What's flowering now
Experience the magnificent colours and fragrances of blooming beauties and sensational seeds and fruits on show in our Gardens now.
Backhousia citriodora - Lemon Scented Myrtle
This is a most useful plant to grow in your backyard! The Lemon Scented Myrtle is an east coast native, found in the Mackay & the Whitsunday region predominantly on offshore islands. The leaves exude a rich, lemon fragrance when crushed and can be dried and used for cooking – sprinkled on for lemon flavour, steeped in oil or simply added to boiling water to make a refreshing tea.
When in full flower, bees and honey-eaters will flock to the cream coloured summer blooms.
They smell deliciously like sweet honey and nectar, covering part of, or the entire plant.
Lemon Scented Myrtle prefers partial shade when young but will flower better in full sun and can be kept pruned as a compact shrub. It’s excellent as a semi-formal hedge, as an individual garden specimen or let grow to its full height as a large shrub - still suitable for small backyards.
Plant it in rich soil with plenty of mulch to keep up a steady supply of moisture.
You can see Lemon Scented Myrtle in flower now near the Bus Bay, Malta Garden & the Regional Flora Terraces of the Mackay Regional Botanic Gardens.
Brachychiton acerifolius - Flame Tree
This stunning tree puts on a spring and summer show of vivid red flowers and bracts. The flowers may appear on a tree that is leafless, partially leaved or in full leaf - based on the amount of winter and spring rain received. The smooth bark, maple-like leaves and attractive pyramid shape makes this tree an attractive backyard or footpath specimen even when not in flower.
The Flame Tree is found naturally down the east coast into NSW.
The tree can handle almost all weather conditions of mainland Australia except prolonged winter cold and snow. Flame trees can be seen next to the Brigalow Garden, near the Turf Trial Plots and along the lagoon edge near the Japan Garden in the Mackay Regional Botanic Gardens.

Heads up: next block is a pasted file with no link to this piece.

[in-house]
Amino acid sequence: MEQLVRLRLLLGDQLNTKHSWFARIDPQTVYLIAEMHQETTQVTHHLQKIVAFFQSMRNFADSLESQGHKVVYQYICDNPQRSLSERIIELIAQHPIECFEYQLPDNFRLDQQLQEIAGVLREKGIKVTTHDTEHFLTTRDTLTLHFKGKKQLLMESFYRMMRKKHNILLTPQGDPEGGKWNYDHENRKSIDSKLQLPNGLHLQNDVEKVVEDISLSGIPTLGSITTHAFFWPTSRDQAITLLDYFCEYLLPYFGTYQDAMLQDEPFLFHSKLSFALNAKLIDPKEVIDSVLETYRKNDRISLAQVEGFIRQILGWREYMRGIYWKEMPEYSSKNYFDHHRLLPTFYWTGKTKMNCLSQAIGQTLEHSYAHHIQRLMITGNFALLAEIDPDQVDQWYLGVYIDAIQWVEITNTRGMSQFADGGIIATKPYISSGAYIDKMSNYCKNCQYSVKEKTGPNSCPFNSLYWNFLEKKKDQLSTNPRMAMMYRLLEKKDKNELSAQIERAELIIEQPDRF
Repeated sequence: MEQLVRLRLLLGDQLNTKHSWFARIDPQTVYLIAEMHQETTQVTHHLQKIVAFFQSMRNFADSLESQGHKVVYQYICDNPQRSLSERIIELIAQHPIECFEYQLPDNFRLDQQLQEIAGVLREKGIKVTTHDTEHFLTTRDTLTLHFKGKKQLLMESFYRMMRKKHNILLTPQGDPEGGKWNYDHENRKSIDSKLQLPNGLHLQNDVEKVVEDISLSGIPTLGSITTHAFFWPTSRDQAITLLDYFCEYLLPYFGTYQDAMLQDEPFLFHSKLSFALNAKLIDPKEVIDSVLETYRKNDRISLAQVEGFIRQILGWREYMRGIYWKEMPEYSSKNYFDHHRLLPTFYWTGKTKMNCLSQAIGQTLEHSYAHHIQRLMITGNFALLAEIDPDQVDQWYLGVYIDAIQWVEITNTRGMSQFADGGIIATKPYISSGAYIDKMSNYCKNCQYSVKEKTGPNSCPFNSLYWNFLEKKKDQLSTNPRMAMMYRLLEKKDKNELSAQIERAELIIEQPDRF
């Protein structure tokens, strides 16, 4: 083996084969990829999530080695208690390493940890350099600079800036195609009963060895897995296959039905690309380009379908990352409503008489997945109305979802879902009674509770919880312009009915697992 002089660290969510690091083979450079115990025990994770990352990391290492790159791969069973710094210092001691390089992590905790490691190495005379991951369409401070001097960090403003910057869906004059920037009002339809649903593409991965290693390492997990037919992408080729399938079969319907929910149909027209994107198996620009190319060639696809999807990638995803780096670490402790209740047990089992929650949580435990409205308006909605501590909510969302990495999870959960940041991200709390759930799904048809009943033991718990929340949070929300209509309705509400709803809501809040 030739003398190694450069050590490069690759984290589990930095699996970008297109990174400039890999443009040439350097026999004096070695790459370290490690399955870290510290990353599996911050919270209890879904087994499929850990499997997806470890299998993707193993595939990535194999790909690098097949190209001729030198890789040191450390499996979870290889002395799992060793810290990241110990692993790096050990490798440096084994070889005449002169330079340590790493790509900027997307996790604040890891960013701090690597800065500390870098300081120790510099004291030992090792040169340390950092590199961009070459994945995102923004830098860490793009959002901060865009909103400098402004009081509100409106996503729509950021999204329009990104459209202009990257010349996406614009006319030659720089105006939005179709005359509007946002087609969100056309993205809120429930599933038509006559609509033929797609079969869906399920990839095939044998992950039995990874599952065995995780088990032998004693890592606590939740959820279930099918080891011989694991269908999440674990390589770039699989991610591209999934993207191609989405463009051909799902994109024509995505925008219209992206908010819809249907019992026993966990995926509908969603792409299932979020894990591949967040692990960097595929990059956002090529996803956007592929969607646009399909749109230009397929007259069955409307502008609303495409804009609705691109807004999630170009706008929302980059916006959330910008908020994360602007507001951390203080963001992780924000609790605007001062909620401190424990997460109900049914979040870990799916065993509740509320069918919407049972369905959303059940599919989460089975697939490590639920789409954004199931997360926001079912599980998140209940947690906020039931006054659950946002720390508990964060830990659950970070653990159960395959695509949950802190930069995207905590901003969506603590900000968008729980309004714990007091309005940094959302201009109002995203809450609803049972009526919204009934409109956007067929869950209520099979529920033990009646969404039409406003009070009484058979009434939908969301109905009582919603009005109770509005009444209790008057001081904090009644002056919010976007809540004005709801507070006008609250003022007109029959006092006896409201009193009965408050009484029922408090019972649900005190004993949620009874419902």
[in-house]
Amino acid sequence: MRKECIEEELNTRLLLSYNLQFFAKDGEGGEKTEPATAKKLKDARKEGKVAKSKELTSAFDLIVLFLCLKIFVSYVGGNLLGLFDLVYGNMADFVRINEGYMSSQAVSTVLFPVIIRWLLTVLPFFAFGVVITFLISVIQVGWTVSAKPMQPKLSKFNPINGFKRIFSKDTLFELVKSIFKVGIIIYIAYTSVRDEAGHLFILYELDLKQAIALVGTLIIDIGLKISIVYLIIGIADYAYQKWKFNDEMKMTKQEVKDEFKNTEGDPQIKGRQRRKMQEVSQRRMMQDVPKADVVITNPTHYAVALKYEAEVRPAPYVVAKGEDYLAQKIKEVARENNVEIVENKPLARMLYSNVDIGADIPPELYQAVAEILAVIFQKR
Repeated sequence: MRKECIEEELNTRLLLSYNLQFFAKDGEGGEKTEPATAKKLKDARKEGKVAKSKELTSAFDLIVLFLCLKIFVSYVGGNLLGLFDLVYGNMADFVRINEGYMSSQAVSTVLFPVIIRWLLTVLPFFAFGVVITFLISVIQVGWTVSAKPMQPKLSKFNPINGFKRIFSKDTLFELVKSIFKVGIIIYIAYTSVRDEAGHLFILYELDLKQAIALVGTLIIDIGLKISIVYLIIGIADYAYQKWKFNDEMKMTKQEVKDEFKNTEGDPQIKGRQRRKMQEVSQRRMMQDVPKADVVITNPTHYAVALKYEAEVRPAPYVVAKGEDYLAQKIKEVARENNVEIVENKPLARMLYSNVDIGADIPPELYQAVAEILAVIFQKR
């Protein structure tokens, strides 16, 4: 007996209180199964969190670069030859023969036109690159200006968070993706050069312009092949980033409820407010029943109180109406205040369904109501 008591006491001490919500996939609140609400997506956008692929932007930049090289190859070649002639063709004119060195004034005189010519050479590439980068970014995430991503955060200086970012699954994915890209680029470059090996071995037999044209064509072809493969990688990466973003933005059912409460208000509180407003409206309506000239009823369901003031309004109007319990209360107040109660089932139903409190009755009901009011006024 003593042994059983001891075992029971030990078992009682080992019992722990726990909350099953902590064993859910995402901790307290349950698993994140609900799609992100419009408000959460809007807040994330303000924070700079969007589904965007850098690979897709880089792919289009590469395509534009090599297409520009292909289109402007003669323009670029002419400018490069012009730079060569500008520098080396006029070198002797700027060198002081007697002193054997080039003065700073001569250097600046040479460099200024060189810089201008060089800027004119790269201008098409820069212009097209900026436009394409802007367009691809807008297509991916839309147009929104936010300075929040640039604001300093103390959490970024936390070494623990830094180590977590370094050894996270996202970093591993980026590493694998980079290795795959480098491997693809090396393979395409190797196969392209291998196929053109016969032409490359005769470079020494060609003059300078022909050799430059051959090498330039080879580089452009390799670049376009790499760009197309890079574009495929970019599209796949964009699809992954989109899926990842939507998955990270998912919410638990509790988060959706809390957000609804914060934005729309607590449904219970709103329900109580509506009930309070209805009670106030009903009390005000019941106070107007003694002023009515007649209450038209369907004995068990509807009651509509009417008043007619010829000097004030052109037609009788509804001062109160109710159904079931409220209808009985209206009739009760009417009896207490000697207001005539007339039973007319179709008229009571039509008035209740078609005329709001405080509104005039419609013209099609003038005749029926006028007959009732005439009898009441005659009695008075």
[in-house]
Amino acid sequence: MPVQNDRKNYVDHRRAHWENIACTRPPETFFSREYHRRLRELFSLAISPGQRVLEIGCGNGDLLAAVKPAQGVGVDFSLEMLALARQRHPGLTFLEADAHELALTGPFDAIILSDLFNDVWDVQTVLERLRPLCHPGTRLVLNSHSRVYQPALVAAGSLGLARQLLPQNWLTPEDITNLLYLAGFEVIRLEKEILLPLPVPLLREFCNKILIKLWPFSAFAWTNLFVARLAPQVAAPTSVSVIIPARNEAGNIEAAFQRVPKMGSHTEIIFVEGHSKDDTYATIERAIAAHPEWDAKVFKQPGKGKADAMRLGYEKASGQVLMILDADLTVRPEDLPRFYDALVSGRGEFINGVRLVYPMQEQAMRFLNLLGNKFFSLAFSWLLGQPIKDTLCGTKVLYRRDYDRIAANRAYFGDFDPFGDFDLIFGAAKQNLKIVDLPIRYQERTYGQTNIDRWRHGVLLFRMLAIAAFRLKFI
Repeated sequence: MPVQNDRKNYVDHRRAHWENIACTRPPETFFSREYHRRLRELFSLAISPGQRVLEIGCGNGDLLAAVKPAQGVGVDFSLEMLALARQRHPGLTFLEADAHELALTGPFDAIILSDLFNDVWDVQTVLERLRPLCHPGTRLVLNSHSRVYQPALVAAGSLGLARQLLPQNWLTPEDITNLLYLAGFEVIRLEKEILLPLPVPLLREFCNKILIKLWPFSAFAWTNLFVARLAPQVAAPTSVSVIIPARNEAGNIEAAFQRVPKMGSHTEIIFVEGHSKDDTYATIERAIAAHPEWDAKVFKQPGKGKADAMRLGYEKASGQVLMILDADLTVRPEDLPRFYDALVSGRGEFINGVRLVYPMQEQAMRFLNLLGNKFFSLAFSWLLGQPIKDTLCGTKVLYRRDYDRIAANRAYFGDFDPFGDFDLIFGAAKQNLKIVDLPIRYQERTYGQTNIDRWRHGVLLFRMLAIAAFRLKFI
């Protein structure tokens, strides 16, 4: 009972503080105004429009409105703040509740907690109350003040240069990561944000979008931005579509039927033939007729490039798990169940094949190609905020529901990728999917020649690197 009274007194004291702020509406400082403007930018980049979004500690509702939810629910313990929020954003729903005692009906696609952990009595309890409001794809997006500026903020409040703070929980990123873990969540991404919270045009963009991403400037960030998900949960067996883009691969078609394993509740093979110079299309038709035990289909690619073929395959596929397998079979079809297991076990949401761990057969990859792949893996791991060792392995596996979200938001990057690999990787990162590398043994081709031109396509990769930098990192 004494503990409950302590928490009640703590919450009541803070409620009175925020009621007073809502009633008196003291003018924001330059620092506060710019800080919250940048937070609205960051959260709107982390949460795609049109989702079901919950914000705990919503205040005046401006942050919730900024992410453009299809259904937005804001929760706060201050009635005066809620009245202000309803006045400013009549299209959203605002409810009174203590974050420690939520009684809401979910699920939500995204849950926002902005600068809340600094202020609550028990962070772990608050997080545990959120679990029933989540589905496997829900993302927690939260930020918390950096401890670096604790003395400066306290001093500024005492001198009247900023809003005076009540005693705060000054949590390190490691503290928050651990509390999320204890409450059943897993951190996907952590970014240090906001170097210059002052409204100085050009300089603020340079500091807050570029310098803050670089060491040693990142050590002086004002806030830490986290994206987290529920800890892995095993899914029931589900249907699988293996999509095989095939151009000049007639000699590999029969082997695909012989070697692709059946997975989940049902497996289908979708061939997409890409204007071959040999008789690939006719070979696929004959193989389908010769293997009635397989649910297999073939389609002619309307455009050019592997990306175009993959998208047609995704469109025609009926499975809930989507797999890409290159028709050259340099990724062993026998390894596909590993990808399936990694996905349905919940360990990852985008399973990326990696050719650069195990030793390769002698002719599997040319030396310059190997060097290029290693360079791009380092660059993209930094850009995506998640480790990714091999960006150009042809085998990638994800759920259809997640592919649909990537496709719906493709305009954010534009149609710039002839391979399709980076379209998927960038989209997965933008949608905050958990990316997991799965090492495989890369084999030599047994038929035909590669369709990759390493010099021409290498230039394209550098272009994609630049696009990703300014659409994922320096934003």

Commersonia bartramia – Brown Kurrajong
Often called “Snow in Summer” this delightful small tree is fast growing and suitable for the average backyard.
A feature of this tree is the mass of creamy flowers borne from December to March, followed by chestnut-like spiky seed capsules. Sporadic flowering also occurs most of the year.
Usually found along creek lines, Brown Kurrajong prefers a moist position in full sun or partial shade.
Renowned for speedy growth, it’s not unusual for these trees to grow several metres in their first year.
They will usually only grow to 10 metres full height. Use this tree to obtain an almost instant canopy or windbreak – but due to their fast growth, these trees are often ‘at their best’ for the first 10 years of their life.
You’ll find the Brown Kurrajong in many sections of the gardens including the Tropical Shade Garden, Finch Hatton Gorge Waterway Garden, Buffer Forest & Regional Forest Gardens of the Mackay Regional Botanic Gardens.
Just like Christmas decorations in the shops, the Christmas Orchid is on show too! and it is Sun Smart!
If you look very closely at the individual flowers of the Christmas orchid you can see a small child with legs and arms, a cute little face - all under a very big sun hat.
Come and see them flowering now in the Tropical Shade Garden of the Mackay Regional Botanic Gardens.
The Christmas Orchid Calanthe australasica is an evergreen terrestrial orchid.
It has soft, obovate leaves which grow to 90cm with showy white flowers borne on erect spikes to 150cm in summer.
They are commonly seen locally at Eungella, especially on the Wishing Pool Circuit, near Crediton Hall. Come and see it growing at the Mackay Regional Botanic Gardens.
Distribution: QLD, NSW, South-east Asia.
Propagation: From seed or by division.